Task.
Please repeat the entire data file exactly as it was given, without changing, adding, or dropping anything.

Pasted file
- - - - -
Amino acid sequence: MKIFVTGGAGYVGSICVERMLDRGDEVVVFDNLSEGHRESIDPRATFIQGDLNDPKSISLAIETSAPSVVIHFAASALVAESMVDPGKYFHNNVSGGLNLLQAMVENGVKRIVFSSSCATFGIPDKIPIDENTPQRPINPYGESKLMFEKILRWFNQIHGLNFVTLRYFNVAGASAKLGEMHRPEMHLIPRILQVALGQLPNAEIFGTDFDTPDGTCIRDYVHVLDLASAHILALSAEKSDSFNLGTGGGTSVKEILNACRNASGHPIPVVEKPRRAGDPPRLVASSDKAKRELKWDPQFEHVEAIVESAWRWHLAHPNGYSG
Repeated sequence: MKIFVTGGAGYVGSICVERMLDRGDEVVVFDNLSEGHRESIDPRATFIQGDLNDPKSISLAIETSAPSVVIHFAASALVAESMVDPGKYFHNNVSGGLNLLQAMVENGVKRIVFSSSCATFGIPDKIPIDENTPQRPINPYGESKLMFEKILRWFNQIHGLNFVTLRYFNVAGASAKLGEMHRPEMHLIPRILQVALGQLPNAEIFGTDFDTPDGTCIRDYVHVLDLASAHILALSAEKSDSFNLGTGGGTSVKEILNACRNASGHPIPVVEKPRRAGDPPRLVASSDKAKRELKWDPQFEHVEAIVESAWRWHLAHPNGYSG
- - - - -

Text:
Amino acid sequence: MKIFVTGGAGYVGSICVERMLDRGDEVVVFDNLSEGHRESIDPRATFIQGDLNDPKSISLAIETSAPSVVIHFAASALVAESMVDPGKYFHNNVSGGLNLLQAMVENGVKRIVFSSSCATFGIPDKIPIDENTPQRPINPYGESKLMFEKILRWFNQIHGLNFVTLRYFNVAGASAKLGEMHRPEMHLIPRILQVALGQLPNAEIFGTDFDTPDGTCIRDYVHVLDLASAHILALSAEKSDSFNLGTGGGTSVKEILNACRNASGHPIPVVEKPRRAGDPPRLVASSDKAKRELKWDPQFEHVEAIVESAWRWHLAHPNGYSG
Repeated sequence: MKIFVTGGAGYVGSICVERMLDRGDEVVVFDNLSEGHRESIDPRATFIQGDLNDPKSISLAIETSAPSVVIHFAASALVAESMVDPGKYFHNNVSGGLNLLQAMVENGVKRIVFSSSCATFGIPDKIPIDENTPQRPINPYGESKLMFEKILRWFNQIHGLNFVTLRYFNVAGASAKLGEMHRPEMHLIPRILQVALGQLPNAEIFGTDFDTPDGTCIRDYVHVLDLASAHILALSAEKSDSFNLGTGGGTSVKEILNACRNASGHPIPVVEKPRRAGDPPRLVASSDKAKRELKWDPQFEHVEAIVESAWRWHLAHPNGYSG